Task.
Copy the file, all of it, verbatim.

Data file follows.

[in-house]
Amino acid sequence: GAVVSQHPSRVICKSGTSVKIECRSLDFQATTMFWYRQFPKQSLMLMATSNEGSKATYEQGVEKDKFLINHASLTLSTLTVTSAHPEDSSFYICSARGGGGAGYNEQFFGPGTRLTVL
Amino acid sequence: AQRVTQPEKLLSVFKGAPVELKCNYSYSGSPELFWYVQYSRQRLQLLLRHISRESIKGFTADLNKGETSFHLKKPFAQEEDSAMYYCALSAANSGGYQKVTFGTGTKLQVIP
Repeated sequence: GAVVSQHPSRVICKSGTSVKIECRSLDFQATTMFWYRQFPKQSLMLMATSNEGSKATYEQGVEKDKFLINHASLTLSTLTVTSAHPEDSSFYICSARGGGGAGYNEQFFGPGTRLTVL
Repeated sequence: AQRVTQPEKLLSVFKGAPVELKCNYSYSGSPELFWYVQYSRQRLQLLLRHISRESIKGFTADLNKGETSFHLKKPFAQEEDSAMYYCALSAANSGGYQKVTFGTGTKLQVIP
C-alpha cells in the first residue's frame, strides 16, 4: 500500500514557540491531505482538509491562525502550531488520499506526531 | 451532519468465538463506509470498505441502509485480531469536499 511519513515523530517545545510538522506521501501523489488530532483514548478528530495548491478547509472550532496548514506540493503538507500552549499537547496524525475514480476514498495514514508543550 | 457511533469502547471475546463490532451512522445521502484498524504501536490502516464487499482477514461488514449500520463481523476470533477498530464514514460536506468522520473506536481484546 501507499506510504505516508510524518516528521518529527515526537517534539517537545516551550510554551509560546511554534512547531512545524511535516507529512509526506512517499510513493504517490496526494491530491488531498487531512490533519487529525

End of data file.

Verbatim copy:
[in-house]
Amino acid sequence: GAVVSQHPSRVICKSGTSVKIECRSLDFQATTMFWYRQFPKQSLMLMATSNEGSKATYEQGVEKDKFLINHASLTLSTLTVTSAHPEDSSFYICSARGGGGAGYNEQFFGPGTRLTVL
Amino acid sequence: AQRVTQPEKLLSVFKGAPVELKCNYSYSGSPELFWYVQYSRQRLQLLLRHISRESIKGFTADLNKGETSFHLKKPFAQEEDSAMYYCALSAANSGGYQKVTFGTGTKLQVIP
Repeated sequence: GAVVSQHPSRVICKSGTSVKIECRSLDFQATTMFWYRQFPKQSLMLMATSNEGSKATYEQGVEKDKFLINHASLTLSTLTVTSAHPEDSSFYICSARGGGGAGYNEQFFGPGTRLTVL
Repeated sequence: AQRVTQPEKLLSVFKGAPVELKCNYSYSGSPELFWYVQYSRQRLQLLLRHISRESIKGFTADLNKGETSFHLKKPFAQEEDSAMYYCALSAANSGGYQKVTFGTGTKLQVIP
C-alpha cells in the first residue's frame, strides 16, 4: 500500500514557540491531505482538509491562525502550531488520499506526531 | 451532519468465538463506509470498505441502509485480531469536499 511519513515523530517545545510538522506521501501523489488530532483514548478528530495548491478547509472550532496548514506540493503538507500552549499537547496524525475514480476514498495514514508543550 | 457511533469502547471475546463490532451512522445521502484498524504501536490502516464487499482477514461488514449500520463481523476470533477498530464514514460536506468522520473506536481484546 501507499506510504505516508510524518516528521518529527515526537517534539517537545516551550510554551509560546511554534512547531512545524511535516507529512509526506512517499510513493504517490496526494491530491488531498487531512490533519487529525